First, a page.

A Predicament

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"A Predicament"
Author Edgar Allan Poe
Original title "The Scythe of Time"
Language English
Genre(s) Humor/Satire
Media type short story

"A Predicament" is a humorous short story by Edgar Allan Poe, usually combined with its companion piece "How to Write a Blackwood Article." It was originally titled "The Scythe of Time". The paired stories parody the Gothic sensation tale, popular in England and America since the early 1800s.[1]

Plot summary[edit]

The bizarre story follows a female narrator, Signora Psyche Zenobia. While walking through the city with her 5-inch-tall (130 mm) poodle and her 3-foot-tall (0.91 m) black servant, Pompey, she is drawn to a large Gothic cathedral. At the steeple, Zenobia sees a small opening she wishes to look through. Standing on Pompey's shoulders, she pushes her head through the opening, realizing she is in the face of a giant clock. As she gazes out at the city beyond, she soon finds that the sharp minute hand has begun to dig into her neck. Slowly, the minute hand slowly decapitates her. At one point, pressure against her neck causes her eye to fall and roll down into the gutter and then to the street below. Her other eye follows thereafter. Finally, the clock has fully severed her head from her body. She does not express despair and is, in fact, glad to be rid of it. For a moment, she wonders which is the real Zenobia: her headless body or her severed head. The head then gives a heroic speech which Zenobia's body cannot hear because it has no ears. Her narration continues without her head, as she is now able to step down from her predicament. In fear Pompey runs off, and Zenobia sees that a rat has eaten her poodle.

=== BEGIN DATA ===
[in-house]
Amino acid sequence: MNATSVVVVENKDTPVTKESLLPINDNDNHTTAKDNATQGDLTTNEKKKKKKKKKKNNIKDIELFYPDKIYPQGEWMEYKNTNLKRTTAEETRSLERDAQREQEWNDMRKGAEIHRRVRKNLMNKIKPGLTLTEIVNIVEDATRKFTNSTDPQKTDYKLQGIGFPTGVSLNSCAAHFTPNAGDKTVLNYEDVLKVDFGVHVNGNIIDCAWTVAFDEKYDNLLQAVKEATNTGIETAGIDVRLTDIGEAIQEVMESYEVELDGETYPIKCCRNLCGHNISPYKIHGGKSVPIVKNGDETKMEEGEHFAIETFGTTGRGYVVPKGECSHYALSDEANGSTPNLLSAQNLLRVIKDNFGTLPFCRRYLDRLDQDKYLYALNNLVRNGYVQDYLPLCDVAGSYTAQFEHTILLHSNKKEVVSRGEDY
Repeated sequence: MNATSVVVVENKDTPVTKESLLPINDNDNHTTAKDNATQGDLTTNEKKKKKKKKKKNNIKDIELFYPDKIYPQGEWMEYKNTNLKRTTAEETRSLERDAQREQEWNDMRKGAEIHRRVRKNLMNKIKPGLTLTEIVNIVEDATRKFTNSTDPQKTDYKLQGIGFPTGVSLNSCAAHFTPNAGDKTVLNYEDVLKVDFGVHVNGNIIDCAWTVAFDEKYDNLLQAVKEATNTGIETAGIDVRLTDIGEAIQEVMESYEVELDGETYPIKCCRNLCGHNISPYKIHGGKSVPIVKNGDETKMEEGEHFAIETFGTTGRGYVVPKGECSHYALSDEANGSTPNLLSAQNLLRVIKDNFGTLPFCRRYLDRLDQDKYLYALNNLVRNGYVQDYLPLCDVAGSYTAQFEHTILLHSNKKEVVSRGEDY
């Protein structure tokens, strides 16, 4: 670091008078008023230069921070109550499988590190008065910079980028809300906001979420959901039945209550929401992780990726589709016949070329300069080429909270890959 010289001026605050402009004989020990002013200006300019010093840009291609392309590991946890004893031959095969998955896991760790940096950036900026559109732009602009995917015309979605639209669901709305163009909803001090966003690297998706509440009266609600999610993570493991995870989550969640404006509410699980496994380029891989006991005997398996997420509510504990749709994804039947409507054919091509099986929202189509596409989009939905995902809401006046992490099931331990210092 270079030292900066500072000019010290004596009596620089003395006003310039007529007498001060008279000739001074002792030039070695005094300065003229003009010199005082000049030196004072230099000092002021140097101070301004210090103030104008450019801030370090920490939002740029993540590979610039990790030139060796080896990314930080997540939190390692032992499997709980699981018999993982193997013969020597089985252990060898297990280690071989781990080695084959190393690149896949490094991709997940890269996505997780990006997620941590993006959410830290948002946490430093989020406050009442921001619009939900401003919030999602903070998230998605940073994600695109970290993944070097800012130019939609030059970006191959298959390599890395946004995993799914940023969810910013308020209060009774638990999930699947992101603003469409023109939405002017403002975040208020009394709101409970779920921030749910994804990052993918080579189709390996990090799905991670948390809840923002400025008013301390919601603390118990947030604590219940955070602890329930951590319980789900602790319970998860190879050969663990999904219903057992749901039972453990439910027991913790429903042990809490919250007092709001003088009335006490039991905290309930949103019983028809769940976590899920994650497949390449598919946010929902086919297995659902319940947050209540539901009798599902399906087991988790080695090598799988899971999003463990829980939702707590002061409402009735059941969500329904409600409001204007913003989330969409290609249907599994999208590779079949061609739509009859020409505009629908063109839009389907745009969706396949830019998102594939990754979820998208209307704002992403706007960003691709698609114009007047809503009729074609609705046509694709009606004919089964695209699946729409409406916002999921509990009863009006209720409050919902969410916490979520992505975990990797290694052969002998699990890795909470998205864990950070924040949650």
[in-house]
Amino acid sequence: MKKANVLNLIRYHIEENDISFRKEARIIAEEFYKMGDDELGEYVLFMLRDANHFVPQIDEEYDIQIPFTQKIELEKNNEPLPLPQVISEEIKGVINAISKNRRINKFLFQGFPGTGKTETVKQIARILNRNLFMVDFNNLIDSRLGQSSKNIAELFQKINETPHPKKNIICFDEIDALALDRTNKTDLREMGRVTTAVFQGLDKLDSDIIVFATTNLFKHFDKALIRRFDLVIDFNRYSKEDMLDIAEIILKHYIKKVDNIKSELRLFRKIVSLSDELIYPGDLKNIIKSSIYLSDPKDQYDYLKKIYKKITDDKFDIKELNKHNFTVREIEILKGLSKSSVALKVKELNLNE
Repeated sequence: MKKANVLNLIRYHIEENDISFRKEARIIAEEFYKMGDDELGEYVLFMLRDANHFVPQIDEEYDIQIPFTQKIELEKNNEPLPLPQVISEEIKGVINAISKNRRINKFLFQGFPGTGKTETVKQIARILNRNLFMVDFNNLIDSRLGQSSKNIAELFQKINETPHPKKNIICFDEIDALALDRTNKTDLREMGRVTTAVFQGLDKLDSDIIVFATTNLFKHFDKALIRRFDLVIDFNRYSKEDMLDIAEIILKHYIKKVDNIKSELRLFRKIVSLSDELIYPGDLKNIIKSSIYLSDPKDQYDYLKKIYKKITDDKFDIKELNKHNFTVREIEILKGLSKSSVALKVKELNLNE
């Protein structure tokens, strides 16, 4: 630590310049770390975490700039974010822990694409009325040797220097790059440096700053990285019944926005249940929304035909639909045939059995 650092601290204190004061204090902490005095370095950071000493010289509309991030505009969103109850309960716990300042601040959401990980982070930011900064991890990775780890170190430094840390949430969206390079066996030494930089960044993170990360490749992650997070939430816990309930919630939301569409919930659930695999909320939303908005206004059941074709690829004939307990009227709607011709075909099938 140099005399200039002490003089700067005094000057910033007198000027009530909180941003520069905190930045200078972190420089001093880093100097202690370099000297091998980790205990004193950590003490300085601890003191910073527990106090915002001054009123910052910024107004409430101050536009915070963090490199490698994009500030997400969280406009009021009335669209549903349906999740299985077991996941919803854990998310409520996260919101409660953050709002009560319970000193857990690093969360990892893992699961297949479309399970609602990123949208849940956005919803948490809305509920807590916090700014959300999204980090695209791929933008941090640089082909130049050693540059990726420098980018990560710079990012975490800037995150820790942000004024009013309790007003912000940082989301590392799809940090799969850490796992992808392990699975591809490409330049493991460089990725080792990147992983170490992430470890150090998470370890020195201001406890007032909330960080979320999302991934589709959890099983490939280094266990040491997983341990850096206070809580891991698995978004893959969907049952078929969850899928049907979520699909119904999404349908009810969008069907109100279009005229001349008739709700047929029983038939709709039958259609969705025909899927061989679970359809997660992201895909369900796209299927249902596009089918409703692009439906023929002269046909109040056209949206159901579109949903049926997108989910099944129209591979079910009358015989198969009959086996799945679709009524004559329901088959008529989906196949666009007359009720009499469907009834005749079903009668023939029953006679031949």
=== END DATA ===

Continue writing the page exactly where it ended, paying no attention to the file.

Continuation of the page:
How to Write a Blackwood Article[edit]

Blackwood's Magazine

The companion piece, "How to Write a Blackwood Article," is a satirical "how-to" fiction on formulaic horror stories typically printed in the Scottish Blackwood's Magazine. The term "article", in Poe's time, also commonly referred to short stories rather than just non-fiction. In this mock essay, Poe stresses the need for elevating sensations in writing. The sensations should build up, it says, until the final moment, usually involving a brush with death.

Zenobia herself is the narrator and main character of this story in the city of Edina. She is told by her editor to kill herself and record the sensations. Poe may have intended this as a jab at women writers.[2]

It is unclear how much of this story is meant to be sarcastic. The humor, however, is based on schadenfreude.[3]

Publication history[edit]

Originally pairing them together as "The Psyche Zenobia" and "The Scythe of Time," Poe first published these pieces in the American Museum based in Baltimore, Maryland in November 1838.[4] The stories were retitled when they were republished in Tales of the Grotesque and Arabesque in 1840.

Adaptations[edit]

"A Predicament" was adapted in 2000 for National Public Radio by the Radio Tales series, under the name "Edgar Allan Poe's Predicament".

Notes[edit]

  1. ^ http://www.eapoe.org/papers/psbbooks/pb19901f.htm
  2. ^ Trieber, J. Marshall. "The Scornful Grin: A Study of Poesque Humor", from Poe Studies, vol. IV, no. 2, December 1971, p. 32.
  3. ^ Trieber, J. Marshall. "The Scornful Grin: A Study of Poesque Humor", from Poe Studies, vol. IV, no. 2, December 1971, p. 34.
  4. ^ Sova, Dawn B. Edgar Allan Poe: A to Z. New York: Checkmark Books, 2001. p. 200

References[edit]

  • Sova, Dawn B. Edgar Allan Poe: A to Z. Checkmark Books, 2001.

External links[edit]